The spectators drew close about the couples to watch Chouchoute's wonderful performance; his pointing of toes; his pigeon-wings in which his feet seemed hardly to touch the floor.
"It take Chouchoute to show 'em de step, va ! " proclaimed Gros-Léon, with a fat satisfaction, to the audience at large.
"Look 'im! look 'im yonda! Ole Ben got to work hard' 'an dat, if he want to keep up wid Chouchoute, I tell you!"
So it was; encouragement and adulation on all sides, till, from the praise that was showered on him, Chouchoute's head was soon as light as his feet.
At the windows appeared the dusky faces of negroes, their bright eyes gleaming as they viewed the scene within and mingled their loud guffaws with the medley of sound that was already deafening.
The time was speeding. The air was heavy in the room, but no one seemed to mind this. Uncle Ben was calling the figures now with a rhythmic sing-song: -
"Right an' lef' all 'roun'! Swing co'-nas!"
Chouchoute turned with a smile to Miss Félicie on his left, his hand extended, when what should break upon his ear but the long, harrowing wail of a locomotive!
Before the sound ceased he had vanished from the room. Miss Félicie stood as he left her, with hand uplifted, rooted to the spot with astonishment.
It was the train whistling for his station, and he a mile and more away! He knew he was too late, and that he could not make the distance; but the sound had been a rude reminder that he was not at his post of duty.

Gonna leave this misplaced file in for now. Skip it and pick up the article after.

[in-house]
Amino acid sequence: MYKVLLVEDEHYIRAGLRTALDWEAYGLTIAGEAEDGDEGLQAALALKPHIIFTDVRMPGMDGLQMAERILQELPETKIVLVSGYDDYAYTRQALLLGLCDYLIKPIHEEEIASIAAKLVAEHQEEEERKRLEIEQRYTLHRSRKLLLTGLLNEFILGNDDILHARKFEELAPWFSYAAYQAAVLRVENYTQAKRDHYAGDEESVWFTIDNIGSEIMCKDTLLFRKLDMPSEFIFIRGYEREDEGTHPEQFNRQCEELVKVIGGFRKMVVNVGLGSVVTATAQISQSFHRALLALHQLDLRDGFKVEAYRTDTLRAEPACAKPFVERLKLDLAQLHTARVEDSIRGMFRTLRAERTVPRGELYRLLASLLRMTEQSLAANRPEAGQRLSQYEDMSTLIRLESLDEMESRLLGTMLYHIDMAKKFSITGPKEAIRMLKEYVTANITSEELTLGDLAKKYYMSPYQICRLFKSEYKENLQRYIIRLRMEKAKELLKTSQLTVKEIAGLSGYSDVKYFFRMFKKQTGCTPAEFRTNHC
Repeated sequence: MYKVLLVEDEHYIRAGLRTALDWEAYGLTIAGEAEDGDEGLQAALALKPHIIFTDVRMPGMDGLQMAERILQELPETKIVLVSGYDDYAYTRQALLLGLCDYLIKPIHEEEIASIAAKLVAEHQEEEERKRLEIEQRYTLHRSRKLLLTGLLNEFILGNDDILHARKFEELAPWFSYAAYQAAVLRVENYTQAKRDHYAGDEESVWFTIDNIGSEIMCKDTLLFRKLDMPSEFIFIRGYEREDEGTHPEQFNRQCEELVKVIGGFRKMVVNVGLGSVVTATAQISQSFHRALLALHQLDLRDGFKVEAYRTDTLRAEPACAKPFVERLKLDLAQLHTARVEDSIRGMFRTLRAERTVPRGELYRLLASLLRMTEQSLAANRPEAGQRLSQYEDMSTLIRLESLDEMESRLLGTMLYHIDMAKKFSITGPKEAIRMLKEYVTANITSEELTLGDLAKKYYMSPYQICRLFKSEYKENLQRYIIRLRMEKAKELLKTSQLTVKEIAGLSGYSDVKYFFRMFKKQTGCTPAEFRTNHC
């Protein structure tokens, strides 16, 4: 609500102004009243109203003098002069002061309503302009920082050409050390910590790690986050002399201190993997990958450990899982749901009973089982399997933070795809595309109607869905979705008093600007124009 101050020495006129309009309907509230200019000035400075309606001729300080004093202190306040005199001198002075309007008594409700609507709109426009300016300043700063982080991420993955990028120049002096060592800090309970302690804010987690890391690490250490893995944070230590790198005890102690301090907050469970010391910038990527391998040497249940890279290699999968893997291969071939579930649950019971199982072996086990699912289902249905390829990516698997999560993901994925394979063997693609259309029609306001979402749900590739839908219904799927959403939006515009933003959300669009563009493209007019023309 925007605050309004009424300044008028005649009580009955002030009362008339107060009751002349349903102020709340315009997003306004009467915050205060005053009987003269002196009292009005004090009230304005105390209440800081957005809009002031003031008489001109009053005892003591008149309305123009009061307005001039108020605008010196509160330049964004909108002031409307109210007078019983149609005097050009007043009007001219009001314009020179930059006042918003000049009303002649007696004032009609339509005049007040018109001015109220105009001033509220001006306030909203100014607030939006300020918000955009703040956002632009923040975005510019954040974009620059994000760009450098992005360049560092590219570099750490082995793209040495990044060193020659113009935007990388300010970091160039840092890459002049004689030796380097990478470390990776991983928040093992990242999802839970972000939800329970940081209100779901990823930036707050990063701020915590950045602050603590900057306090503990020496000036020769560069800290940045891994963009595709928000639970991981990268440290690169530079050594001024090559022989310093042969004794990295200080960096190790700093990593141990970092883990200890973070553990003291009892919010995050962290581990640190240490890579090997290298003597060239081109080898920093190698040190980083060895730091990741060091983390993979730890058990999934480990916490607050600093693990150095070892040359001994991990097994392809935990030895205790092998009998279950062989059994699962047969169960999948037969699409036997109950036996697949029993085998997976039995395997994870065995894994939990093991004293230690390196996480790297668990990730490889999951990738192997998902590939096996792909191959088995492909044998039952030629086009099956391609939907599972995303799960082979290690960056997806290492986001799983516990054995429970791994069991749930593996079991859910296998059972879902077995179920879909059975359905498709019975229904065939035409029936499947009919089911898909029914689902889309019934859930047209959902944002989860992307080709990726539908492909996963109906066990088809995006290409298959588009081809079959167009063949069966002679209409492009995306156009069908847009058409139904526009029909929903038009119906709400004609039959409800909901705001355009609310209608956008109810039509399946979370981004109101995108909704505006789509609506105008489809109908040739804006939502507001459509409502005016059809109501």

However, he would do what he could now. He ran swiftly to the outer road, and to the spot where he had left his pony.
The horse was gone, and with it the United States mail-bag!
For an instant Chouchoute stood half-stunned with terror. Then, in one quick flash, came to his mind a vision of possibilities that sickened him. Disgrace overtaking him in this position of trust; poverty his portion again; and his dear mother forced to share both with him.
He turned desperately to some negroes who had followed him, seeing his wild rush from the house: -
"Who saw my hoss? W'at you all did with my hoss, say?"
"Who you reckon tech yo' hoss, boy?" grumbled Gustave, a sullen-looking mulatto. "You didn' have no call to lef' 'im in de road, fus' place."
" 'Pear to me like I heahed a hoss a-lopin' down de road jis' now; didn' you, Uncle Jake?" ventured a second.
"Neva heahed nuttin' - nuttin' 't all, 'cep' dat big-mouf Ben yonda makin' mo' fuss 'an a t'unda-sto'm."
"Boys!" cried Chouchoute, excitedly, "bring me a hoss, quick, one of you. I 'm boun' to have one! I 'm boun' to! I 'll give two dolla' to the firs' man brings me a hoss."
Near at hand, in the "lot" that adjoined Uncle Jake's cabin, was his little creole pony, nibbling the cool, wet grass that he found, along the edges and in the corners of the fence.